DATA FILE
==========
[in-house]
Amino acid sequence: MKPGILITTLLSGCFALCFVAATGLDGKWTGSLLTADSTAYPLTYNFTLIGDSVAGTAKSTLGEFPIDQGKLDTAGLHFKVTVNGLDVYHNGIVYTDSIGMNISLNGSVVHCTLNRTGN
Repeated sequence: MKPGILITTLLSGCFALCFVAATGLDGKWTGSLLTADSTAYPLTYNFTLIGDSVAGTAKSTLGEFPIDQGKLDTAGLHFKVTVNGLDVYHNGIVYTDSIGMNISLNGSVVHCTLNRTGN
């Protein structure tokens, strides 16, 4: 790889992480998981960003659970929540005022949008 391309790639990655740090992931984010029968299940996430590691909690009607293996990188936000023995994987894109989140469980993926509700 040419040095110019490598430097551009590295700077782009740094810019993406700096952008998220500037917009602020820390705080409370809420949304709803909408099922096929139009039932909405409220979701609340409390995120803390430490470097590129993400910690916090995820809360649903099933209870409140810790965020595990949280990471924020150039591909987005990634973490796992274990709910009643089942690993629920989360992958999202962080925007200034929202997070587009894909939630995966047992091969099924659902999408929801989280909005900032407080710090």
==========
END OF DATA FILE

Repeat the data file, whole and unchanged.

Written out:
[in-house]
Amino acid sequence: MKPGILITTLLSGCFALCFVAATGLDGKWTGSLLTADSTAYPLTYNFTLIGDSVAGTAKSTLGEFPIDQGKLDTAGLHFKVTVNGLDVYHNGIVYTDSIGMNISLNGSVVHCTLNRTGN
Repeated sequence: MKPGILITTLLSGCFALCFVAATGLDGKWTGSLLTADSTAYPLTYNFTLIGDSVAGTAKSTLGEFPIDQGKLDTAGLHFKVTVNGLDVYHNGIVYTDSIGMNISLNGSVVHCTLNRTGN
């Protein structure tokens, strides 16, 4: 790889992480998981960003659970929540005022949008 391309790639990655740090992931984010029968299940996430590691909690009607293996990188936000023995994987894109989140469980993926509700 040419040095110019490598430097551009590295700077782009740094810019993406700096952008998220500037917009602020820390705080409370809420949304709803909408099922096929139009039932909405409220979701609340409390995120803390430490470097590129993400910690916090995820809360649903099933209870409140810790965020595990949280990471924020150039591909987005990634973490796992274990709910009643089942690993629920989360992958999202962080925007200034929202997070587009894909939630995966047992091969099924659902999408929801989280909005900032407080710090």